Well, after years of listening to all the outrageous comments on the Minelab Explorer , I bought one. Mainly to disprove the silly claims and settle the issue. Well the day arrived when it showed up and I opened the box and it took it a bit longer for me to put together than other detectors. I like the cord which is not wrapped around the shaft. It looks cleaner and keeps the cord tight. I got the Explorer. After going over it to make sure I got it ready for turning on I took it out back. When I pushed the power button it took a few seconds to adjust and stabilize.
When I moved the coil over some test coins in the back yard I did not believe that I should ever be able to use this machine. In fact I was sure of it. The sounds sounded like an orchestra tuning up as the notes ran up and downscale indicating something but I didn’t know what. They seemed three foot wide over the coin. How it could ever find a coin seemed impossible to me.
I went inside and tried to relax. In a few minutes I stirred up my courage again and I took it back outside. This time I could see that it was quite sensitive. So sensitive in fact, that you could hold the coil off the ground some distance and still read the coin. I listen to the flute sounds until I gave up and went inside to relax again. It was never going to work!
After a few more minutes and I steadied my nerves and I took it outside again. This time I worked with pinpoint until I got the hang of it. Now it made some sense and I could see that it might be used as a detector. I pushed up the sensitivity all the way and selected deep search on the menu. I moved that big old coil over my 8 inch dime buried in the yard. I got a good reading and it indicated dime. Nearly all machines will locate the coin but cannot tell the ID. Then I lifted the coil. I could hold the coil at six inches over the ground and locate the 8 inch dime and read the ID as a dime! OK, I was convinced, metal detectors had just jumped a quantum leap and now all those worked out relic grounds and old city parks are wide open again.
Minelab’s Explorer has bugs for sure and the construction deteriorates quickly but it will blow the doors off the barn! Hunting with other, lesser detectors will just not get you close to what the Explorer will do for depth and ID. Basically I believe it will be close to twice as deep with ID than many, many other detectors. If you are hunting an old park or relic ground you can be in business again!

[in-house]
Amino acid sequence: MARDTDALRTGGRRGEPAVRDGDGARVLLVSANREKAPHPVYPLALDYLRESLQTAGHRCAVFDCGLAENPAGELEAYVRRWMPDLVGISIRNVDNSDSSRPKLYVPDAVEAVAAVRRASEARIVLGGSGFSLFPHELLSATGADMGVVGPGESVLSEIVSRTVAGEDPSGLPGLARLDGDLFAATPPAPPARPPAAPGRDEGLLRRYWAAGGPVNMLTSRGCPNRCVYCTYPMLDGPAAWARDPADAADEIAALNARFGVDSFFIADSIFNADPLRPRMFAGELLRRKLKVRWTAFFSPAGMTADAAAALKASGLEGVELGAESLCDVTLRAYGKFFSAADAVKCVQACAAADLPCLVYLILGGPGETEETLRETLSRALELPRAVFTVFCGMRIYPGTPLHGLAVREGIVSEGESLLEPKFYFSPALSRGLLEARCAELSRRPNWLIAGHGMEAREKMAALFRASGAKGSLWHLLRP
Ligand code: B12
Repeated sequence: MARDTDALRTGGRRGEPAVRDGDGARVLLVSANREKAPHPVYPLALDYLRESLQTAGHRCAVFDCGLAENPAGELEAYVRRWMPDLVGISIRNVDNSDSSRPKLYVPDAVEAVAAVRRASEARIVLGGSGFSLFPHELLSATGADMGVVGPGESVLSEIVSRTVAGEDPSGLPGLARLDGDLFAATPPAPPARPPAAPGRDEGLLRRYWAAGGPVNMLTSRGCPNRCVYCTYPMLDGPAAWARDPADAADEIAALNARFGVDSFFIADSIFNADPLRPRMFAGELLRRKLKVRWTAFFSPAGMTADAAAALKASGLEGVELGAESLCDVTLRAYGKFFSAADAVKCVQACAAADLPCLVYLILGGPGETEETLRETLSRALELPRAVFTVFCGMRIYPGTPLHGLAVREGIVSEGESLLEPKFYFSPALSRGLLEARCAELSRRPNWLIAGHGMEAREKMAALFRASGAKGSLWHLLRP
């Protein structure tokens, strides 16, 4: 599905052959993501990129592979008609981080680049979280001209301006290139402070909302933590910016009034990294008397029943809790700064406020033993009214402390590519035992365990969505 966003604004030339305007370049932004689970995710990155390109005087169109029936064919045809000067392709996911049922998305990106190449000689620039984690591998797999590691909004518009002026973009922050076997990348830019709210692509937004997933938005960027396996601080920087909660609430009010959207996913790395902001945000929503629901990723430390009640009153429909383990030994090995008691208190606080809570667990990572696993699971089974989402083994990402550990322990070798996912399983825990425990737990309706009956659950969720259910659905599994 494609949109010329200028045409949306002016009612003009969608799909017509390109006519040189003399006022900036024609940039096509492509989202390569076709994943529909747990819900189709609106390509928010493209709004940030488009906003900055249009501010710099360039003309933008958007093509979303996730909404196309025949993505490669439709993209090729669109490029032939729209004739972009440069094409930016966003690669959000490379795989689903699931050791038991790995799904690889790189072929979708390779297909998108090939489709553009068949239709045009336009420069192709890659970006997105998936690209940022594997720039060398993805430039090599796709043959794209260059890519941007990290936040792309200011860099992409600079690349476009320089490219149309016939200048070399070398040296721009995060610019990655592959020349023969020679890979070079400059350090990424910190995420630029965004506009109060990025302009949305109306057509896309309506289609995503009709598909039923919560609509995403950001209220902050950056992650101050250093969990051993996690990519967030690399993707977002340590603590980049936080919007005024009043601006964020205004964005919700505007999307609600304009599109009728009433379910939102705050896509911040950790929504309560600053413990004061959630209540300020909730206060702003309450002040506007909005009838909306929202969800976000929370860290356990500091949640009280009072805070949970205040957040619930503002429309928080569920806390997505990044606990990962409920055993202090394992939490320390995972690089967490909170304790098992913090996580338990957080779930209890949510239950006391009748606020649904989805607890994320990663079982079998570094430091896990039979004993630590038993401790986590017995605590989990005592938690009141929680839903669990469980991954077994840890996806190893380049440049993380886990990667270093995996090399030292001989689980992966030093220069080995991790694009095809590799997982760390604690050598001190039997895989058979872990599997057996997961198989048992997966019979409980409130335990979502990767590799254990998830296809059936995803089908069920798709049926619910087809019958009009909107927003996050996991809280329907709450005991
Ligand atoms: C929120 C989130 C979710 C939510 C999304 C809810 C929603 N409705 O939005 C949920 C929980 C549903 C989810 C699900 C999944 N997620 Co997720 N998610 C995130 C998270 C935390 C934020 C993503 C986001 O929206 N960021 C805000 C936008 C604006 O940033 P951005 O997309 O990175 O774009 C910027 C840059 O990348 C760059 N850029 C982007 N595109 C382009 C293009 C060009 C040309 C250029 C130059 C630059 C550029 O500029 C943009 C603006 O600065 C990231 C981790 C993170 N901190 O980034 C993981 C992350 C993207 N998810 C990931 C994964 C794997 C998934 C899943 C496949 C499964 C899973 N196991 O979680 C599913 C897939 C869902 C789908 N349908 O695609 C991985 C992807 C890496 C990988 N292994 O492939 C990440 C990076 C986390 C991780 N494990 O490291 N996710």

This machine has all the pro control that you might want and more. Adjustments on iron and select/reject notches too. I can’t think offhand of anything they might have forgotten except wheels and a BIG shovel.
It appears that I will have to bury a test garden at twice the depth as before to fully size the capability of this machine. I am given to understand that it will just ignore rusty nails and trash even seeing through iron targets to find the goodies.
I like the fact that it comes with a rechargeable battery pack and A/C charger. The battery pack can even be charged in your car! Charge time however, is slow and takes 16 hours. There is a battery pack for AA batteries that you can carry for a backup.
One Explorer hunter found a 1912D penny 12 inches deep. The depth gauge was totally clear. In my back yard is a underground PVC water line and wire which is buried from 2 to 3 feet deep. I walked across the old line which has been buried for 10 years and the threshold nulled quite noticeably. I moved on down the line and it did it again right over the old line. On my Fisher detectors sometimes I noticed that far out of range good targets would null the threshold like that. As long as there has been metal detectors hunters craved for a detector that would reach down that deep, now we now have one.
It is pretty strange however, and instead of a beep when you pass the coil over the coin, you get a high frequency tinkling with a fallingsound. It takes a while to learn what to look for!. There are two modes of hunting. One with a digital number readout and the other with a crosshair box in a discrimination field overlaying the programmed discrimination pattern that you are using. Almost any capability you would desire has been built into this machine. All of course, but a single BEEP!
I should mention, there is another way to hunt old coins. Instead of watching the Digital ID number or the crosshair display you can watch the depth guage. When you get a signal that indicates extreme depth it is most probably a very good old coin.
I can see though, if you have back problems, this machine might bother you. It is quite heavy and hunting with it could tire you pretty quickly.
As I gather more information I will add programs and info to this article. You will not read any wild claims here that do not have a basis in fact.
The Minelab Explorer is quite an outstanding detector.